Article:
Sometimes in the dark we heard the troops marching under the window and guns going past pulled by motor-tractors. There was much traffic at night and many mules on the roads with boxes of ammunition on each side of their pack-saddles and gray motor trucks that carried men, and other trucks with loads covered with canvas that moved slower in the traffic. There were big guns too that passed in the day drawn by tractors, the long barrels of the guns covered with green branches and green leafy branches and vines laid over the tractors. To the north we could look across a valley and see a forest of chestnut trees and behind it another mountain on this side of the river. There was fighting for that mountain too, but it was not successful, and in the fall when the rains came the leaves all fell from the chestnut trees and the branches were bare and the trunks black with rain. The vineyards were thin and bare-branched too and all the country wet and brown and dead with the autumn. There were mists over the river and clouds on the mountain and the trucks splashed mud on the road and the troops were muddy and wet in their capes; their rifles were wet and under their capes the two leather cartridge-boxes on the front of the belts, gray leather boxes heavy with the packs of clips of thin, long 6.5 mm. cartridges, bulged forward under the capes so that the men, passing on the road, marched as though they were six months gone with child.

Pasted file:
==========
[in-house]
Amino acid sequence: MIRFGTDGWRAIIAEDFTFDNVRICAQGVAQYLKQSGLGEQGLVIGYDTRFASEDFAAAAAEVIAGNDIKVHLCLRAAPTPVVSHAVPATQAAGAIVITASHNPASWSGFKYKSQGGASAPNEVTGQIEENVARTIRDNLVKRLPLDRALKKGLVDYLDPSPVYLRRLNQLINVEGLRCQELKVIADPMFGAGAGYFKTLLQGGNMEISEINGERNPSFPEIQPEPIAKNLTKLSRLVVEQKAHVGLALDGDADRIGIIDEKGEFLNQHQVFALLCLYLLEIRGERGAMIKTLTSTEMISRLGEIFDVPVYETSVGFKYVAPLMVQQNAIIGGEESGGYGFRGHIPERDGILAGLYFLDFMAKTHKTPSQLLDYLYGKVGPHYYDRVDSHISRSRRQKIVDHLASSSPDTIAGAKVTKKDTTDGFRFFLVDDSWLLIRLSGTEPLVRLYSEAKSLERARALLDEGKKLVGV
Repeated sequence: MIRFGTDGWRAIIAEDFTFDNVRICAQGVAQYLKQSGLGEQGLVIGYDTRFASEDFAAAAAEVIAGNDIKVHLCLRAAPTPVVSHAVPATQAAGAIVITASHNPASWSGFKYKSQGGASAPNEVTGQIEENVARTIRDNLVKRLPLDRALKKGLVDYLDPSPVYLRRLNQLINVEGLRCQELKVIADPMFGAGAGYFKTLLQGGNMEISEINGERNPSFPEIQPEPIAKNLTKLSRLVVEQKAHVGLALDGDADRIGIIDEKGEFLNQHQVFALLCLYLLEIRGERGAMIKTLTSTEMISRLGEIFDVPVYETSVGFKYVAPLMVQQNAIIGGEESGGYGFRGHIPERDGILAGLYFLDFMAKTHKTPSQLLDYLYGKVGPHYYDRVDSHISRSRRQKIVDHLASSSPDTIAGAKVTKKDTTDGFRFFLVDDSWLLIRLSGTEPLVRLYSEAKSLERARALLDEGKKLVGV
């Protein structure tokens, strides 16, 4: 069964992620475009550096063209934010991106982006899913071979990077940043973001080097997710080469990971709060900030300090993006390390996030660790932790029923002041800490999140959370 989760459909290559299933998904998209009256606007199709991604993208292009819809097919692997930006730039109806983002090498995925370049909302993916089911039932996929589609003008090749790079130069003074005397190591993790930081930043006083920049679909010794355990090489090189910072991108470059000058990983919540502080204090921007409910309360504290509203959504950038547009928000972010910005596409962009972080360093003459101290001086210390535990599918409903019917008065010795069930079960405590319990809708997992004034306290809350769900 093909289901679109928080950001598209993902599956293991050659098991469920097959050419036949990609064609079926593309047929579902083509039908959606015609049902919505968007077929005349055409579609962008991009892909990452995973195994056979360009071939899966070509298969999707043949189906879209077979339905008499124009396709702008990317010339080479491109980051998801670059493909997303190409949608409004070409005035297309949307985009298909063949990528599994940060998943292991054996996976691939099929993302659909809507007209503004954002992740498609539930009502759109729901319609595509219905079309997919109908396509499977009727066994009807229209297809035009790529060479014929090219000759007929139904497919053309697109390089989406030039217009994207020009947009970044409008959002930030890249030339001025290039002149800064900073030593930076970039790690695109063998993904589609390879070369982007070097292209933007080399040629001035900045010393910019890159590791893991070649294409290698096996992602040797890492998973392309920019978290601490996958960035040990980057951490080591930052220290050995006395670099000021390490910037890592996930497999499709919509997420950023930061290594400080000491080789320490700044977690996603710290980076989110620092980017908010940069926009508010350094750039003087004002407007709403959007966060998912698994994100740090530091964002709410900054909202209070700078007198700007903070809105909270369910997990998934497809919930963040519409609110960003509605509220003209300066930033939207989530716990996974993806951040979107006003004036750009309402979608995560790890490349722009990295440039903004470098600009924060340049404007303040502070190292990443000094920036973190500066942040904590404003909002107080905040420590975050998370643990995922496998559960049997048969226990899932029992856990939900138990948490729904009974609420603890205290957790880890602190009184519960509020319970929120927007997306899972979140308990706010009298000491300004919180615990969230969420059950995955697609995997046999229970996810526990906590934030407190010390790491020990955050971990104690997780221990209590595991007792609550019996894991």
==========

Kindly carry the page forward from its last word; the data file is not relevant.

There were small gray motor cars that passed going very fast; usually there was an officer on the seat with the driver and more officers in the back seat. They splashed more mud than the camions even and if one of the officers in the back was very small and sitting between two generals, he himself so small that you could not see his face but only the top of his cap and his narrow back, and if the car went especially fast it was probably the King. He lived in Udine and came out in this way nearly every day to see how things were going, and things went very badly.

At the start of the winter came the permanent rain and with the rain came the cholera. But it was checked and in the end only seven thousand died of it in the army.” (Ernest Hemingway: A Farewell to Arms.)